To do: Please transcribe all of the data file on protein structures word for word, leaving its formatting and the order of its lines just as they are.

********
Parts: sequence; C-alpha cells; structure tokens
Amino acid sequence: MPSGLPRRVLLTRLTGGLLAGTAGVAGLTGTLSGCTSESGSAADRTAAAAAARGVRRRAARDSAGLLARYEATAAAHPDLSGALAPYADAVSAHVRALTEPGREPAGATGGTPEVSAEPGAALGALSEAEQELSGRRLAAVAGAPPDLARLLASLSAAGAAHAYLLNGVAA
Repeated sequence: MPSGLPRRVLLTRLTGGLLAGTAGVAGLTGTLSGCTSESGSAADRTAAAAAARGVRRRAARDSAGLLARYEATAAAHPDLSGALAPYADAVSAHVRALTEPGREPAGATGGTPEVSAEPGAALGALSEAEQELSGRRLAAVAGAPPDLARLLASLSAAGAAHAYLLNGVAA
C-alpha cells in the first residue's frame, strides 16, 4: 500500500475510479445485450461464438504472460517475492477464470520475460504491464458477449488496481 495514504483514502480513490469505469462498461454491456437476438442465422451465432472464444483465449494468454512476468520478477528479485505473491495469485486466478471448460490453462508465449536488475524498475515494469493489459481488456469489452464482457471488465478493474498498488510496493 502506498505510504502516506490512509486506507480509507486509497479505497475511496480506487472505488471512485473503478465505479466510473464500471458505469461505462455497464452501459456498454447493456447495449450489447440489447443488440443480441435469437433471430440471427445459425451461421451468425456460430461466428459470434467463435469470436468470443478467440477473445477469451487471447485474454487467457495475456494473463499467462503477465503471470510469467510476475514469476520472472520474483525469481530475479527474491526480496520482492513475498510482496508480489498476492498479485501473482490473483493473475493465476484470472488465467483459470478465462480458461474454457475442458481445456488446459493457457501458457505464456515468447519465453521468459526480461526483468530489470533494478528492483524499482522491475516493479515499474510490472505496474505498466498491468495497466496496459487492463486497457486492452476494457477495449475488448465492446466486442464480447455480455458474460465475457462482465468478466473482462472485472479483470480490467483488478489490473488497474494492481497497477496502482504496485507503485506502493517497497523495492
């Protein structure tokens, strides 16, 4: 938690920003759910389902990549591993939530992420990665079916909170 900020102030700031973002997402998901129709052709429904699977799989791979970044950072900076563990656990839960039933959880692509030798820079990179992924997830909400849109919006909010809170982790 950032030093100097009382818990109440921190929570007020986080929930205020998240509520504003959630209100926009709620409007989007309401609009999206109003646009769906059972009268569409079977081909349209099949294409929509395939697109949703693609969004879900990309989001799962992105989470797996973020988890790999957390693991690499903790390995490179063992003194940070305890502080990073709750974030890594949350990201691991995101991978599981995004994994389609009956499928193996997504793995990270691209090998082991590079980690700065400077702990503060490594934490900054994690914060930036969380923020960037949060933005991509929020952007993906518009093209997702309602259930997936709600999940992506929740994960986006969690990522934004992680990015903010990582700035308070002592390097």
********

Parts: sequence; C-alpha cells; structure tokens
Amino acid sequence: MPSGLPRRVLLTRLTGGLLAGTAGVAGLTGTLSGCTSESGSAADRTAAAAAARGVRRRAARDSAGLLARYEATAAAHPDLSGALAPYADAVSAHVRALTEPGREPAGATGGTPEVSAEPGAALGALSEAEQELSGRRLAAVAGAPPDLARLLASLSAAGAAHAYLLNGVAA
Repeated sequence: MPSGLPRRVLLTRLTGGLLAGTAGVAGLTGTLSGCTSESGSAADRTAAAAAARGVRRRAARDSAGLLARYEATAAAHPDLSGALAPYADAVSAHVRALTEPGREPAGATGGTPEVSAEPGAALGALSEAEQELSGRRLAAVAGAPPDLARLLASLSAAGAAHAYLLNGVAA
C-alpha cells in the first residue's frame, strides 16, 4: 500500500475510479445485450461464438504472460517475492477464470520475460504491464458477449488496481 495514504483514502480513490469505469462498461454491456437476438442465422451465432472464444483465449494468454512476468520478477528479485505473491495469485486466478471448460490453462508465449536488475524498475515494469493489459481488456469489452464482457471488465478493474498498488510496493 502506498505510504502516506490512509486506507480509507486509497479505497475511496480506487472505488471512485473503478465505479466510473464500471458505469461505462455497464452501459456498454447493456447495449450489447440489447443488440443480441435469437433471430440471427445459425451461421451468425456460430461466428459470434467463435469470436468470443478467440477473445477469451487471447485474454487467457495475456494473463499467462503477465503471470510469467510476475514469476520472472520474483525469481530475479527474491526480496520482492513475498510482496508480489498476492498479485501473482490473483493473475493465476484470472488465467483459470478465462480458461474454457475442458481445456488446459493457457501458457505464456515468447519465453521468459526480461526483468530489470533494478528492483524499482522491475516493479515499474510490472505496474505498466498491468495497466496496459487492463486497457486492452476494457477495449475488448465492446466486442464480447455480455458474460465475457462482465468478466473482462472485472479483470480490467483488478489490473488497474494492481497497477496502482504496485507503485506502493517497497523495492
């Protein structure tokens, strides 16, 4: 938690920003759910389902990549591993939530992420990665079916909170 900020102030700031973002997402998901129709052709429904699977799989791979970044950072900076563990656990839960039933959880692509030798820079990179992924997830909400849109919006909010809170982790 950032030093100097009382818990109440921190929570007020986080929930205020998240509520504003959630209100926009709620409007989007309401609009999206109003646009769906059972009268569409079977081909349209099949294409929509395939697109949703693609969004879900990309989001799962992105989470797996973020988890790999957390693991690499903790390995490179063992003194940070305890502080990073709750974030890594949350990201691991995101991978599981995004994994389609009956499928193996997504793995990270691209090998082991590079980690700065400077702990503060490594934490900054994690914060930036969380923020960037949060933005991509929020952007993906518009093209997702309602259930997936709600999940992506929740994960986006969690990522934004992680990015903010990582700035308070002592390097």